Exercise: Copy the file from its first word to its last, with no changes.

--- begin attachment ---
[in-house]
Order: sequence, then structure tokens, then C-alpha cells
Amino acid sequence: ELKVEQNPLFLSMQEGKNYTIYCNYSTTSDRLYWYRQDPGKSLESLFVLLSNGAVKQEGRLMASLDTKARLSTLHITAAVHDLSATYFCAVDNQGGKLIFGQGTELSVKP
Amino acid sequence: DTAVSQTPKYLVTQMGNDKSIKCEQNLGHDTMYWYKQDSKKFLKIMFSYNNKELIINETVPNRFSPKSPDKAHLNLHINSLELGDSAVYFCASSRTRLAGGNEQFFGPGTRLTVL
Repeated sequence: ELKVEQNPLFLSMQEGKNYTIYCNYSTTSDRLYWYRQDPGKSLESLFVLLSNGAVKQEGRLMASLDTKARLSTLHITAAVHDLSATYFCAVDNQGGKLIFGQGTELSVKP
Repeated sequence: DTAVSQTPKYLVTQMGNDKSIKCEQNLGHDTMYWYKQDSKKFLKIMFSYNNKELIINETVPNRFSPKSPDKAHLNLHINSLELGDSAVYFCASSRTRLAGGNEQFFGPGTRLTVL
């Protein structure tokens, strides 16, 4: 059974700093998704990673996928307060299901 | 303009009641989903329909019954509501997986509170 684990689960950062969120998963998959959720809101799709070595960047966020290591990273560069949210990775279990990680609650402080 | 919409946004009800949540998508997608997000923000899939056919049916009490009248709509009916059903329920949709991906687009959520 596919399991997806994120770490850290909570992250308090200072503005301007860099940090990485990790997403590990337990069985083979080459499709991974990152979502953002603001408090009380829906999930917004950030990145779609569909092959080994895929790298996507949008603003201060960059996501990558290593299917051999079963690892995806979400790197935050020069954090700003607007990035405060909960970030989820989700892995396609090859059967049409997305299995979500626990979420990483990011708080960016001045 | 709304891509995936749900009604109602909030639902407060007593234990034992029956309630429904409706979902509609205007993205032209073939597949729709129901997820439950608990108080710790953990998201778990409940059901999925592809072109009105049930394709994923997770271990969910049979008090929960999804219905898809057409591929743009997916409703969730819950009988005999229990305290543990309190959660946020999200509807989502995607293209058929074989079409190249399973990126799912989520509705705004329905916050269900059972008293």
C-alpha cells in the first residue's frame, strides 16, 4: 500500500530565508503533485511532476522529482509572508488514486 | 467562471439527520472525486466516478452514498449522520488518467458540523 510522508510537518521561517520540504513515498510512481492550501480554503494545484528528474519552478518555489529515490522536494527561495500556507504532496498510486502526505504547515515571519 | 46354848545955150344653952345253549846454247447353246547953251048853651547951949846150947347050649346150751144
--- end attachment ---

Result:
[in-house]
Order: sequence, then structure tokens, then C-alpha cells
Amino acid sequence: ELKVEQNPLFLSMQEGKNYTIYCNYSTTSDRLYWYRQDPGKSLESLFVLLSNGAVKQEGRLMASLDTKARLSTLHITAAVHDLSATYFCAVDNQGGKLIFGQGTELSVKP
Amino acid sequence: DTAVSQTPKYLVTQMGNDKSIKCEQNLGHDTMYWYKQDSKKFLKIMFSYNNKELIINETVPNRFSPKSPDKAHLNLHINSLELGDSAVYFCASSRTRLAGGNEQFFGPGTRLTVL
Repeated sequence: ELKVEQNPLFLSMQEGKNYTIYCNYSTTSDRLYWYRQDPGKSLESLFVLLSNGAVKQEGRLMASLDTKARLSTLHITAAVHDLSATYFCAVDNQGGKLIFGQGTELSVKP
Repeated sequence: DTAVSQTPKYLVTQMGNDKSIKCEQNLGHDTMYWYKQDSKKFLKIMFSYNNKELIINETVPNRFSPKSPDKAHLNLHINSLELGDSAVYFCASSRTRLAGGNEQFFGPGTRLTVL
């Protein structure tokens, strides 16, 4: 059974700093998704990673996928307060299901 | 303009009641989903329909019954509501997986509170 684990689960950062969120998963998959959720809101799709070595960047966020290591990273560069949210990775279990990680609650402080 | 919409946004009800949540998508997608997000923000899939056919049916009490009248709509009916059903329920949709991906687009959520 596919399991997806994120770490850290909570992250308090200072503005301007860099940090990485990790997403590990337990069985083979080459499709991974990152979502953002603001408090009380829906999930917004950030990145779609569909092959080994895929790298996507949008603003201060960059996501990558290593299917051999079963690892995806979400790197935050020069954090700003607007990035405060909960970030989820989700892995396609090859059967049409997305299995979500626990979420990483990011708080960016001045 | 709304891509995936749900009604109602909030639902407060007593234990034992029956309630429904409706979902509609205007993205032209073939597949729709129901997820439950608990108080710790953990998201778990409940059901999925592809072109009105049930394709994923997770271990969910049979008090929960999804219905898809057409591929743009997916409703969730819950009988005999229990305290543990309190959660946020999200509807989502995607293209058929074989079409190249399973990126799912989520509705705004329905916050269900059972008293």
C-alpha cells in the first residue's frame, strides 16, 4: 500500500530565508503533485511532476522529482509572508488514486 | 467562471439527520472525486466516478452514498449522520488518467458540523 510522508510537518521561517520540504513515498510512481492550501480554503494545484528528474519552478518555489529515490522536494527561495500556507504532496498510486502526505504547515515571519 | 46354848545955150344653952345253549846454247447353246547953251048853651547951949846150947347050649346150751144